So let's say you're a cafe and you want to be socially minded. So what you might do is kind of do a lot of positive things, but are on the outside. And I'm not saying those are the things to do, but you know, you might buy only fair trade coffee there. Yep.
[00:03:28] You might send your, used coffee grounds to an organic waste recycling facility. You might have a spare making room you make available for free local community groups. If they want to host meetings at your cafe, those are all cool things to do, but none of them will make you a social enterprise on their own because they're all kind of around the entrance.
[00:03:48] Yeah, that's what I mean, what makes you a social enterprise? That's when the business model is at the very core of the business so much so that if you removed that impact model from the business, the business would more or less fall over. It wouldn't function because it's actually a key part. So for instance, the social enterprise cafe might be focused on creating employment opportunities to young people who are at risk of homelessness, like say street in Melbourne.
[00:04:10] So if you took that away, they couldn't run those businesses at all. Cause they wouldn't have staff. Right, but in the case of like, but you could, you know, you could swap out fair trade beans, other beans, you could stop making your meeting room available for free. None of those will actually kind of change the core of their business.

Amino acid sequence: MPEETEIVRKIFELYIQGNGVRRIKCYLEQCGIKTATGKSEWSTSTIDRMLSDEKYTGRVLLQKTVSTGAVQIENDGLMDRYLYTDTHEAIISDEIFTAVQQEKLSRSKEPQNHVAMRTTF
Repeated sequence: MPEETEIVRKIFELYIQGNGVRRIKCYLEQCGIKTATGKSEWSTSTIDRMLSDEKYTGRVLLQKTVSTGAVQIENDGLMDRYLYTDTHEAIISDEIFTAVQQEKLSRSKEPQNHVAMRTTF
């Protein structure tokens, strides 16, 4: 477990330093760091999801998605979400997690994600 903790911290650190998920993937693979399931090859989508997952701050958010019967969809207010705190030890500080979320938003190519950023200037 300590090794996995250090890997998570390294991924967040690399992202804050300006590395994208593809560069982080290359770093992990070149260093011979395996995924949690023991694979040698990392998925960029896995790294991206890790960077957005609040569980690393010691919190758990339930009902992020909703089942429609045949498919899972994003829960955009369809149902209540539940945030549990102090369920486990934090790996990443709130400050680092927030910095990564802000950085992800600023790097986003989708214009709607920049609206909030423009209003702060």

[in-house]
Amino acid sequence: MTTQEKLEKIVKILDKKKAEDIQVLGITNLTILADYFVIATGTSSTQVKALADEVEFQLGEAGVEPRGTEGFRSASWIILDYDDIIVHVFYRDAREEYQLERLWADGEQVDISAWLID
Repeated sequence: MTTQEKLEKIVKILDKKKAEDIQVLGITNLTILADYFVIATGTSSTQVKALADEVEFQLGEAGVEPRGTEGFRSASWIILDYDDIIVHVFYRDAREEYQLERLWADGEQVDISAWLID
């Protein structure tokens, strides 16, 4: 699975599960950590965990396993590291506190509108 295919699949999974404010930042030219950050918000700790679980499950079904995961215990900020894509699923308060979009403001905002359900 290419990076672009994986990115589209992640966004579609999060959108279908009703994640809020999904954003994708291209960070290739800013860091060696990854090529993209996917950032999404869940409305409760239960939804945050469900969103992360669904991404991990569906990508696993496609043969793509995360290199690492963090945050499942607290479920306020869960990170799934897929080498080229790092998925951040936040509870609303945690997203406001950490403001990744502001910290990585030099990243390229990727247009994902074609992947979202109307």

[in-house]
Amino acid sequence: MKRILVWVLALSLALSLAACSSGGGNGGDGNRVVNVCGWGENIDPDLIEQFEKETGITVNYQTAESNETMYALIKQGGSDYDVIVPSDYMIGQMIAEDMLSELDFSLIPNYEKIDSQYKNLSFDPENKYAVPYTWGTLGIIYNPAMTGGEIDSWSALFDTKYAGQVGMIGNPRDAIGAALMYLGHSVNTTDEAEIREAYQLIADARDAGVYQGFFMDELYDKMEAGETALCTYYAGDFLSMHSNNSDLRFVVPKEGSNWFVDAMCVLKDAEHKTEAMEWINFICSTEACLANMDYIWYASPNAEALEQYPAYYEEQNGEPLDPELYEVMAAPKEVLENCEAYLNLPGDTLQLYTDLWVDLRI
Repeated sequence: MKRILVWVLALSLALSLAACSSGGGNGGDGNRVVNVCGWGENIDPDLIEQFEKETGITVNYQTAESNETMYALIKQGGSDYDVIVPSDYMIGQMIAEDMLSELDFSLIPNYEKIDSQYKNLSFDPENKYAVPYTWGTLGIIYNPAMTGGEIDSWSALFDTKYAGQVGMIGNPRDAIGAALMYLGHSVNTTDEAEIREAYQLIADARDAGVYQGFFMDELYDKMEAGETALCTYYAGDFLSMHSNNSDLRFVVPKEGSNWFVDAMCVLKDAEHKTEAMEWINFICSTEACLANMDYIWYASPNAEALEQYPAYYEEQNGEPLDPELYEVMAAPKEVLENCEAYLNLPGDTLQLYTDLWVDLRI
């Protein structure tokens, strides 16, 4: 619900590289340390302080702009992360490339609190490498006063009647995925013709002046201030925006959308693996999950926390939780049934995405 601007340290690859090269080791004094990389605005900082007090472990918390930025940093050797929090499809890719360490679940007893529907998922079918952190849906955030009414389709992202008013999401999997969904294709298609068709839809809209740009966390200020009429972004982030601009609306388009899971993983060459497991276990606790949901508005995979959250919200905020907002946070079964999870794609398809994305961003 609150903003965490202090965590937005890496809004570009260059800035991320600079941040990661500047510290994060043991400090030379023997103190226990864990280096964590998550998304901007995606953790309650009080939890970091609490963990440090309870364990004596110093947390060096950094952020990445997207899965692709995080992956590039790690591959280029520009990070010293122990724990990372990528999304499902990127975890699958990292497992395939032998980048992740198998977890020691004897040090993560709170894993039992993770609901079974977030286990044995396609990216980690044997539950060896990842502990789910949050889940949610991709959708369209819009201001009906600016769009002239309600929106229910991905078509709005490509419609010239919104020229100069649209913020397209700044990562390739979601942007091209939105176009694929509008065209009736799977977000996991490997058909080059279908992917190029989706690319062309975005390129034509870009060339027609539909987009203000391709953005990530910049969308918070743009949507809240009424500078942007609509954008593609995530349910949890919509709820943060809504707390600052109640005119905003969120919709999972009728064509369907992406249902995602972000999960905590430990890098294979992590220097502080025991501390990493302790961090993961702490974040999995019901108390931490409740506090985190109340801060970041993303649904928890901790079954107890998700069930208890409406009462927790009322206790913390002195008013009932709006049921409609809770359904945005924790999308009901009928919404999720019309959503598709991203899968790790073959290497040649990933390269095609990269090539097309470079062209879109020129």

[00:04:24] So that's kind of the distinction I see between business. They've been kind of ethical businesses, which people who are doing the right things, kind of around the edges of their business. I don't mean to say around the edges in a way that dismisses this important stuff, you know, by making sure that you, you buy from, you know …
[00:04:42] Fair trade or, you know, environmentally sustainable sources, can support a community groups with the framing space as a cool thing to do. Maybe give a bit to charity, maybe giving 5% of schools. Those are all wonderful things to do, but they won't make you a social enterprise on their own, in an innovation space.